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I have been practicing constructor dependency injection throughout my PHP application. I didn't want to be littering my code with object creation, so factories to the rescue, or at least I thought.

I set about wiring up components with factories, then some factories started using other factories to get dependencies, great, keeps all the creation code in one place. However, once factories start using each other (or as in the code below, itself) I ran into circular dependency issues, that simply cannot be resolved. For example, my MapperFactory uses itself to inject mappers with other mappers (they need each other to build a full object graph 'eager loading'):

class MapperFactory
{   
    public function create($type)
    {
        switch (true) {
            case 'Item':
                $mapper = new ItemMapper(
                    $this->create('Field')  
                );               
                break;
            case 'Field':
                $mapper = new ItemMapper(
                    $this->create('Item')  
                );
                break;
            default:
                throw new Exception('Unknown mapper');
        }
        return $mapper;
    }

}

$mf = new MapperFactory();
$mf->create('Item');

Its a simplified example, but an increasingly common issue as the application is developing. Error back from PHP (xdebug installed) is:

Fatal error: Maximum function nesting level of '100' reached, aborting!

Fully understand why PHP is complaining (although didn't see it coming TBH).

My question is, have I completely missed the point of factories? am I using factories correctly? It would seem not, but other than the circular dependency (pretty major but), factories are an elegant solution to hiding all the construction/wiring logic away from the main application.

share|improve this question
    
I don't think it's an issue with factories. First, I don't get the "switch (true)" part. Shouldn't that be "switch ($type)"? Second, your code (if I read it right) endlessly recurses. Perhaps you should only create the sub-field or sub-item when you're ready to use that instance variable. Or come up with something that ends the recursion. –  Marvo Aug 13 '12 at 17:25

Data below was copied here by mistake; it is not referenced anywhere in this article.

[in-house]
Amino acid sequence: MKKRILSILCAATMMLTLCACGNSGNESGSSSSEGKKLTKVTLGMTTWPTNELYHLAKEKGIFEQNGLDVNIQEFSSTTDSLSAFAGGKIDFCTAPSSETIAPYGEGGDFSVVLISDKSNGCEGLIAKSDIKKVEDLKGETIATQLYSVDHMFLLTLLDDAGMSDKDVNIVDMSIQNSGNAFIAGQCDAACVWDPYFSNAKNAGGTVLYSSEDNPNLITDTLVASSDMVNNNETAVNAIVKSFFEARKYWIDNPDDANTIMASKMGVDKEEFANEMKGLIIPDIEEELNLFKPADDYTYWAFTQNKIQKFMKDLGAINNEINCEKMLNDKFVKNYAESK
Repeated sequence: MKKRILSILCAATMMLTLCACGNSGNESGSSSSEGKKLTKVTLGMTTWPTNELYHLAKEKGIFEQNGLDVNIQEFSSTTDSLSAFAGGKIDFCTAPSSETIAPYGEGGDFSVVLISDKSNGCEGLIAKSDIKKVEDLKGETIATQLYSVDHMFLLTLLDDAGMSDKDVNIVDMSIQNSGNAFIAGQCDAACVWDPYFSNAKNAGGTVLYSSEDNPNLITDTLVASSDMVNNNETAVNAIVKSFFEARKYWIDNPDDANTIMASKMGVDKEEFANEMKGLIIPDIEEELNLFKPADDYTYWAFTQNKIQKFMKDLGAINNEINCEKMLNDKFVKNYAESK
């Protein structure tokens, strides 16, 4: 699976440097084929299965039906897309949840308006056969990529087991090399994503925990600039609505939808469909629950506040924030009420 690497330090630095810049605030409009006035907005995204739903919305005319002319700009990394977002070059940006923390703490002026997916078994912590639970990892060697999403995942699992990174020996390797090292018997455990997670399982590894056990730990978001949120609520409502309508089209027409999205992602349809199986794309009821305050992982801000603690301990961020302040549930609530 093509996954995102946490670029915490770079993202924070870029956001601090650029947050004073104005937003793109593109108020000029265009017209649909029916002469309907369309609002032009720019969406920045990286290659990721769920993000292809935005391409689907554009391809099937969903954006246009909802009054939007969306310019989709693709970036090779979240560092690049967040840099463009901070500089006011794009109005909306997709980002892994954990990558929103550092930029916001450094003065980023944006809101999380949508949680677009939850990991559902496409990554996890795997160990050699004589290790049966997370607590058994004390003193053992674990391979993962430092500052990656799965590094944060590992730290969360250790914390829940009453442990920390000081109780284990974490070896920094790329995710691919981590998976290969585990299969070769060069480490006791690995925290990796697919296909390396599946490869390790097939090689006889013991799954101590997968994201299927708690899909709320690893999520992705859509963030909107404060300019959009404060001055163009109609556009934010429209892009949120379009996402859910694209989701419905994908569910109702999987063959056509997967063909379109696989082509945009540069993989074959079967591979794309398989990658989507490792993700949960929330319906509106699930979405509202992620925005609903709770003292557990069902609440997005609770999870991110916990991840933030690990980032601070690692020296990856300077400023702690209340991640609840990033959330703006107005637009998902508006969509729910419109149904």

I guess switch (true) ... is not what you meant to write. But even with switch ($type) you'd get an infinite loop if $type is either Field or Item. –  Yoshi Aug 13 '12 at 17:26
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2 Answers 2

up vote 1 down vote accepted

You could try using a setter for injecting the dependencies. Then you'd create both mappers like this:

$itemMapper = new Mapper();
$fieldMapper = new Mapper();
$itemMapper->setRelatedMapper($fieldMapper);
$fieldMapper->setRelatedMapper($itemMapper);

And then use the switch just to return the mapper. This should get rid of the circular dependencies when creating objects.

Having said that, if you are doing this as a sort of OR/M thing to connect to a database, you should maybe look into stuff like Doctrine2 or Propel, just to save yourself the trouble of inventing the wheel when there are already tried and tested solutions out there.

share|improve this answer
    
Yeah, I had experimented with setters, although consider dependencies to be a 'requirement' thus making them required in the constructor. But definately something I will have to look at again. ORM wise, I need to persist objects via SOAP and REST services aswell, so need to maintain the flexibility. –  user1595982 Aug 13 '12 at 20:04
    
Yeah, the constructor is a way of enforcing the relationships, but in your example it creates a loop, because the "item" creates "field" which creates "item" and so on... By using setters, you just share the references between the objects, and while a var dump or something similar would also show an endless hierarchy of objects, at least it does not break. And you are creating only two instances, as opposed to an infinity... –  Pinetree Aug 13 '12 at 22:18
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Looks like MapperFactory's create method causes an endless loop.

switch(true) {
  case 'Item' : // this will always be selected http://php.net/manual/en/language.types.type-juggling.php
    $mapper = new ItemMapper(
      $this->create('Field'); // Forces loop,
    );

If the switch is looking for TRUE match, then the case operation must be a boolean

switch(true) {
  case $type == 'Item' :
    // ...
    break;
  case $type == 'Field' :
    // ...
 }
share|improve this answer
    
Yes, sorry, given the context of the question (circular dependencies), this is unforgivable. It should have been switch($type). –  user1595982 Aug 13 '12 at 19:57
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